I have a little sister. I think she’s 23 or something, but in my head she’s pretty much 14 indefinitely. She’s also way smarter than me. When she came home one year with a boyfriend, as an older brother it was my duty to be incredibly skeptical. He seems like a good dude, but I had to make sure by playing Suburbia with them.
It’s a really great city-builder. I like how other players’ actions can trigger parts of your city.
P.S. I’m usually pretty against house rules for otherwise well-designed games, but goodness take out the “PR Firm” tile. There’s a mechanic in the game where you get less reputation as you get a higher score, signified by red lines on the scoring track. Building the PR Firm negates this restriction, and I’ve never played a game where PR Firm didn’t blow the game wide open.
19. The Mind
I love teaching The Mind. Without a word, I usually deal out a card to each player, then say “I just dealt cards from a deck of cards numbered one to 100. Don’t show anyone your card. Without talking to each other, let’s play the cards in ascending order.” Then I laugh at their reactions, as most people expect me to give more instructions.
“Wait, what do you mean without talking to each other?”
This game is brilliant, difficult, and creates magic with rules that can be explained in ten seconds. If you haven’t played it before and it doesn’t sound like much, talk to me after you try it.
I’ve never met someone who’s played Cartagena before I’ve shown it to them. It’s a racing game. It’s kinda like Candyland in that you move to a symbol rather than count spaces, but there’s no random draws. Rather, players play cards with symbols that match the board, and the goal is to move all of your pieces onto the boat at the end.
The trick? You move to the next available symbol of the type you play. So, if your opponent plays a sword, playing a sword on your turn allows you to leapfrog over them to the next one. The only way to get more cards is to pay for one by sending a piece backwards.
Like Flamme Rouge all the way at number 50 on this list, Cartagena is all about trying to move with the resources you have, stealing spaces and tempo when you can, and being patient so as to not jump too far ahead. Awesome game, and very fun to play with competitive people as they try to puzzle out their strategies.
17. The Crew
Wow, a trick taking game this high up on my list. I like trick-taking, and Fox in the Forest Duet is a really pleasant trick-taker up earlier on this list.
The Crew however adds a fun hint mechanic that reminds me of Hanabi.
I think Codenames belongs in every collection.
And honestly, I don’t think I really know what makes it so special. The theme is kinda random, the cards don’t look all that special, and the rules are quite simple. It’s just… fun? And incredibly accessible. When I pick out something to bring to game night, I usually have to consider the kinds of players I’ll be with. Codenames can go into the bag without a single hesitation.
Personally, I like games where you lie. I’ve had phases with all kinds of lying games—The Resistance, Bang, One Night Ultimate Werewolf, Secret Hitler, Among Us.
But wow, after intense lying in games like that it can be really draining. You can only stare into someone’s eyes and lie so many times before the game starts to feel a little too… personal?
Skull’s white lies are much less stressful in comparison, but the excitement of winning still feels amazing.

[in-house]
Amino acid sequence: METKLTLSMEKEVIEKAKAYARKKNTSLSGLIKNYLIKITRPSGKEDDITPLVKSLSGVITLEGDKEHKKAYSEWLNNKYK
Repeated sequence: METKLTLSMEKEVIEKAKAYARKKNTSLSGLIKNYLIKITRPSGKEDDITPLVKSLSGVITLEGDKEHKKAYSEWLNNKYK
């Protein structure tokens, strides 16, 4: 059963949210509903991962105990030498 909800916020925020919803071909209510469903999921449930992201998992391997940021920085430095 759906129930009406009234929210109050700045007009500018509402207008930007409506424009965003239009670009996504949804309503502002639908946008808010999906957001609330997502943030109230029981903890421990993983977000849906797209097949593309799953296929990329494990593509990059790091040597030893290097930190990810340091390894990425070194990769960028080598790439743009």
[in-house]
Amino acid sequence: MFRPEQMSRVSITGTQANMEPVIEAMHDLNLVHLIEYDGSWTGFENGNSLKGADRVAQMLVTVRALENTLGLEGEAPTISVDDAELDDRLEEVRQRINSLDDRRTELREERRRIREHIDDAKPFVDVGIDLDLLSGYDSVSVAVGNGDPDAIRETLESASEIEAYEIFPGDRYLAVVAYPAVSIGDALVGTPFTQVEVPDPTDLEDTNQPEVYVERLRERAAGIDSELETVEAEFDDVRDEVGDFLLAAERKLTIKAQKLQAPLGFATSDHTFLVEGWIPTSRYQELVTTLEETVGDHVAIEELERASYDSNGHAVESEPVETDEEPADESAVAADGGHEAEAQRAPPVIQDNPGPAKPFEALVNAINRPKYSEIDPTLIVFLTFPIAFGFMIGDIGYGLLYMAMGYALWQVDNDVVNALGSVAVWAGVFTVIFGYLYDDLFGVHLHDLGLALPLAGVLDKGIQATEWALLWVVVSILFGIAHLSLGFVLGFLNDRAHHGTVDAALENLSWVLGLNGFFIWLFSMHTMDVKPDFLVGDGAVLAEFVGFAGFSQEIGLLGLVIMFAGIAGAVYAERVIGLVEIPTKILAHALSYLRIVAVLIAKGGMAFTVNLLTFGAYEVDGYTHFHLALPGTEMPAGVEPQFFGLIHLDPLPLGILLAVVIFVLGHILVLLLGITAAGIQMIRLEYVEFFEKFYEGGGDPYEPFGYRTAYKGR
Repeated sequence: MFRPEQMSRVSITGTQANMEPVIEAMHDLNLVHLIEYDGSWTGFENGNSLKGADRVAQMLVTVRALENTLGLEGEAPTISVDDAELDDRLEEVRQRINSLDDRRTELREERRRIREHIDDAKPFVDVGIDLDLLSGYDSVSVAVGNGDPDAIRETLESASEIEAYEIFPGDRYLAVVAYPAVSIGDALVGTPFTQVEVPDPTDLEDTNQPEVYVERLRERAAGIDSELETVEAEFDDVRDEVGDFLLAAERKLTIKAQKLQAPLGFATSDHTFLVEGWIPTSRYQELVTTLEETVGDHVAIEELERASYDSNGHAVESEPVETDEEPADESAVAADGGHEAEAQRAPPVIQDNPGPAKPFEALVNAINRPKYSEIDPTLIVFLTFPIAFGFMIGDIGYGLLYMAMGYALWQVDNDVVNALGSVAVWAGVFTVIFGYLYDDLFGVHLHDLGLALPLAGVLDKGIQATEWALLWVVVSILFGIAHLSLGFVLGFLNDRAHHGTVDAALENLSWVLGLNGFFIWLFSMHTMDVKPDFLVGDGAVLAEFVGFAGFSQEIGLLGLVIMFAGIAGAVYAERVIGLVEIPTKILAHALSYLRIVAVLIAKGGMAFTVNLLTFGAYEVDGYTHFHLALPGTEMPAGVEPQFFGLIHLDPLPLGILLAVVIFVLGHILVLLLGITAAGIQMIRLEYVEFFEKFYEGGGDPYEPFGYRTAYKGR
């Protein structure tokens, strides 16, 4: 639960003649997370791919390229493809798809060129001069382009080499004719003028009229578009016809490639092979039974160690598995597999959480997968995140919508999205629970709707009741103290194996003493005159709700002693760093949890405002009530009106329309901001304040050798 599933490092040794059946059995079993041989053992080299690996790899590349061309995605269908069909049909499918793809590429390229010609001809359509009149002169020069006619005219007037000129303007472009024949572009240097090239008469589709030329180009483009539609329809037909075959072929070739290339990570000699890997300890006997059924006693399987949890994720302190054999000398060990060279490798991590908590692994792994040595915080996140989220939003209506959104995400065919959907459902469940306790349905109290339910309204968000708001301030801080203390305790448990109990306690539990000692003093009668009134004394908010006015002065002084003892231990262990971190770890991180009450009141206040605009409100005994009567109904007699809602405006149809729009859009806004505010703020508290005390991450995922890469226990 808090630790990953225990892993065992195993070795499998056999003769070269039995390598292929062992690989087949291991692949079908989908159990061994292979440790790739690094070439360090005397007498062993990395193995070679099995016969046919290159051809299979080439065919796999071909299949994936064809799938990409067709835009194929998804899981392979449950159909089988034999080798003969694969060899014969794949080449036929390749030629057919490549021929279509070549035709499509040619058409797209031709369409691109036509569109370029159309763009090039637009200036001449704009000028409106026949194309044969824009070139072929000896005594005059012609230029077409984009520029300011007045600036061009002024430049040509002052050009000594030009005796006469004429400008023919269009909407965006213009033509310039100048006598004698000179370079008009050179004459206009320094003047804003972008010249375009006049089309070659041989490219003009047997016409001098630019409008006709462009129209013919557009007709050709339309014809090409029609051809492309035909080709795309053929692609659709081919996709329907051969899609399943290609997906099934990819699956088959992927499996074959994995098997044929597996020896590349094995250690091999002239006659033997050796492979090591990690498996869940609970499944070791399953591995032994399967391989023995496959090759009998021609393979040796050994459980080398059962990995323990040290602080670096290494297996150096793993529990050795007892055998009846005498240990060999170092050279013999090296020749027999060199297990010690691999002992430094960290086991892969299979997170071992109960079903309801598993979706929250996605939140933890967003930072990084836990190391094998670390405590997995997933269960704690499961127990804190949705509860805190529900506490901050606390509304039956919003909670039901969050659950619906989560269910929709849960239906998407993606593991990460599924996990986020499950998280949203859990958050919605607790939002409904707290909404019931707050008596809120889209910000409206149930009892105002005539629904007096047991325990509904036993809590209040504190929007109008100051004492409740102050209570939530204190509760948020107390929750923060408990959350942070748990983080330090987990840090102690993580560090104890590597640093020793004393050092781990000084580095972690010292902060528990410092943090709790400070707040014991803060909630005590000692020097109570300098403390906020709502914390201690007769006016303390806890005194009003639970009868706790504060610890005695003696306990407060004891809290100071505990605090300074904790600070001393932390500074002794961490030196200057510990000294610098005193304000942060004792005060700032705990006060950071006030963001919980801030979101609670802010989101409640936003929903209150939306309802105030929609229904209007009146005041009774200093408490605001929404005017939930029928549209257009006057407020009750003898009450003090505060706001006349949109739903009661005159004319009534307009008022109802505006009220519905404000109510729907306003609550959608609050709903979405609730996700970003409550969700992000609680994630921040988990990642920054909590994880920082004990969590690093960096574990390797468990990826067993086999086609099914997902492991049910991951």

Instead of explaining the game, grab a few friends and coasters, and look up the rules online. It’s one of those games that can be explained in two minutes. Then, go buy a copy of the beautiful Asmodee version.
Anomia is a simple party game where players take turns flipping out cards. On each card is a symbol and a category, such as “Capital City” or “Sandwich”. If you flip out a card as someone else, you race to name something from their category before they can name something from yours—“Peanut Butter and Jelly!”
The winner takes the card. The players can’t relax, however, because this exchange might reveal a card underneath with a symbol that matches someone else. Chain reactions occur, and Anomia
13. Ghost Blitz
It’s interesting that I have several games that resemble Rat Screw (Taco Cat Goat Cheese Pizza, Anomia, and now Ghost Blitz)—where cards get revealed and players have to react quickly. I was surprised to find out recently that Andrew *hates* games like this!
So I guess we won’t play them together. Ghost Blitz is my favorite out of all of these. In this game, players must choose the game piece that matches the card that flips, or the one that doesn’t match perfectly.
I see this game at board game exchanges a lot, and if you can get it for under $10 it’s a no brainer.
I took a bit of a break from board games after my freshman year of college—around 2014. We played Catan and Pandemic to death—plus, they were always competing with Super Smash Bros. anyways. Splendor, along with games like Bang, Ticket To Ride, and Sushi Go, were part of my return to the tabletop several years later. Splendor remains the only game that I’ll keep on this list.
I love how the economy of the game is difficult to intuitively figure out. Some players will decide to buy a lot of low-cost gems, building a bit of wealth. Some players will reserve a top card early to guide their overall strategy, and some will try to collect sets for big point swings.
11. Can’t Stop
Can’t Stop is the reason I’m nervous to ever go to a casino with my wife. This game is a pure dice-chucking, push-your-luck affair. There’s some strategy, there’s some bravery, and there’s some inability to stop. Great game!